Journal Article

Large Multi-Chromosomal Duplications Encompass Many Members of the Olfactory Receptor Gene Family in the Human Genome

Barbara J. Trask, Hillary Massa, Veronique Brand-Arpon, Kin Chan, Cynthia Friedman, Oanh T. Nguyen, Evan Eichler, Ger van den Engh, Sylvie Rouquier, Hiroaki Shizuya and Dominique Giorgi

in Human Molecular Genetics

Volume 7, issue 13, pages 2007-2020
Published in print December 1998 | ISSN: 0964-6906
Published online December 1998 | e-ISSN: 1460-2083 | DOI: http://dx.doi.org/10.1093/hmg/7.13.2007
Large Multi-Chromosomal Duplications Encompass Many Members of the Olfactory Receptor Gene Family in the Human Genome

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The human genome contains thousands of genes that encode a diverse repertoire of odorant receptors (ORs). We report here on the identification and chromosomal localization of 74 OR-containing genomic clones. Using fluorescence in situ hybridization (FISH), we demonstrate a striking homology among a set of ∼20 OR locations, illustrating a history of duplications that have distributed OR sequences across the genome. Half of the OR-containing BACs cloned from total genomic DNA and 86% of cosmids derived from chromosome 3 cross-hybridize to a subset of these locations, many to 17 of them. These paralogous regions are distributed on 13 chromosomes, and eight lie in terminal bands. By analyzing clones from an ∼250 kb clone-walk across one of these sites (3p13), we show that the homology among these sites is extensive (>150 kb) and encompasses both OR genes and intergenic genomic sequences. The FISH signals appear significantly larger at some sites than at the native location, indicating that portions of some duplicons have undergone local amplification/attrition. More restricted duplications involving pairs of other genomic locations are detected with 12% of the OR-BACs. Only a small subset of OR locations is sufficiently diverged from the others that clones derived from them behave as single-copy FISH probes. We estimate that duplications encompassing members of the OR gene family account for >0.1% of the human genome. A comparison of FISH signals at orthologous locations in other primates indicates that a portion of this OR ‘subgenome’ has been in flux during the divergence of primates, possibly as a mechanism for evolving the repertoire of olfactory receptors.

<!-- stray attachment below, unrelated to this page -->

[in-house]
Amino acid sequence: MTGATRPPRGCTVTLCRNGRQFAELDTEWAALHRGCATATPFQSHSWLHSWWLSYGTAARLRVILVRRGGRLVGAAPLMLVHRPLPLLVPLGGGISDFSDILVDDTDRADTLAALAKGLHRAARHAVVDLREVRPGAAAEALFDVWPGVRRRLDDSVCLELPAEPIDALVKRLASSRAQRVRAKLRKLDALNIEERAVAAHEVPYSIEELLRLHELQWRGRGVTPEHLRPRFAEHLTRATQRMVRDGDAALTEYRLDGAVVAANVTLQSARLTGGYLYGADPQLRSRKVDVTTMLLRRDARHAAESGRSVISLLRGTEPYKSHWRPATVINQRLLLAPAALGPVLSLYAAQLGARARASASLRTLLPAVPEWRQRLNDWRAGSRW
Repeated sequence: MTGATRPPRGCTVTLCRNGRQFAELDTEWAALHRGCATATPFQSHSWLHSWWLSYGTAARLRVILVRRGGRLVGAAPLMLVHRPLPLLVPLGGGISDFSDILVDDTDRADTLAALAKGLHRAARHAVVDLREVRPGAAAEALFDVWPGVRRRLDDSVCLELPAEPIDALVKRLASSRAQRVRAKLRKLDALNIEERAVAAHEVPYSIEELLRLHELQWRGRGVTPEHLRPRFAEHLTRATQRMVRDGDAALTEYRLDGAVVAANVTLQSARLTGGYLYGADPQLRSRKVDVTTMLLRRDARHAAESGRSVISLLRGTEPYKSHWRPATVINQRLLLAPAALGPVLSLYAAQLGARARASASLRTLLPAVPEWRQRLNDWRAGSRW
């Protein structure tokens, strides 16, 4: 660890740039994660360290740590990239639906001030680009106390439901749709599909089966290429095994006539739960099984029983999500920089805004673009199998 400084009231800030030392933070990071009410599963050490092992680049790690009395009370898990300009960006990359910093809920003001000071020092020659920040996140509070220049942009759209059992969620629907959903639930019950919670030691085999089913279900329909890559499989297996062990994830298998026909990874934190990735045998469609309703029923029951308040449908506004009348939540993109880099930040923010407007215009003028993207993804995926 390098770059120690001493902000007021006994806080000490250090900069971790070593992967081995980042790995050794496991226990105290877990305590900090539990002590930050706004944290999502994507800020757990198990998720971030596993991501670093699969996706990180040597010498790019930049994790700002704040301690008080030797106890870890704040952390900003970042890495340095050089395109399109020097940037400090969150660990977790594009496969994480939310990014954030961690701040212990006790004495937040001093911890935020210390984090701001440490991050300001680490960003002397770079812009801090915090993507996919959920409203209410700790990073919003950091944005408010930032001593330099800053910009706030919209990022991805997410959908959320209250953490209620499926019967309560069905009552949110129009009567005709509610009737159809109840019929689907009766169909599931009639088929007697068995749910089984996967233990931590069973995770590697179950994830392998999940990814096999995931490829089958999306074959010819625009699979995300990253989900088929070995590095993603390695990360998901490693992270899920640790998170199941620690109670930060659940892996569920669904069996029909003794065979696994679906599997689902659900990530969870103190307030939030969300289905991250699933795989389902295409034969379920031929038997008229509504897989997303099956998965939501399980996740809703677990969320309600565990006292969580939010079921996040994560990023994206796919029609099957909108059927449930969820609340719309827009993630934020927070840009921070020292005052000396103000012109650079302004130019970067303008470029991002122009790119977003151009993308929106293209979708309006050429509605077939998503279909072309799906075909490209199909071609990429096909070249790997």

Journal Article.  10512 words.  Illustrated.

Subjects: Genetics and Genomics

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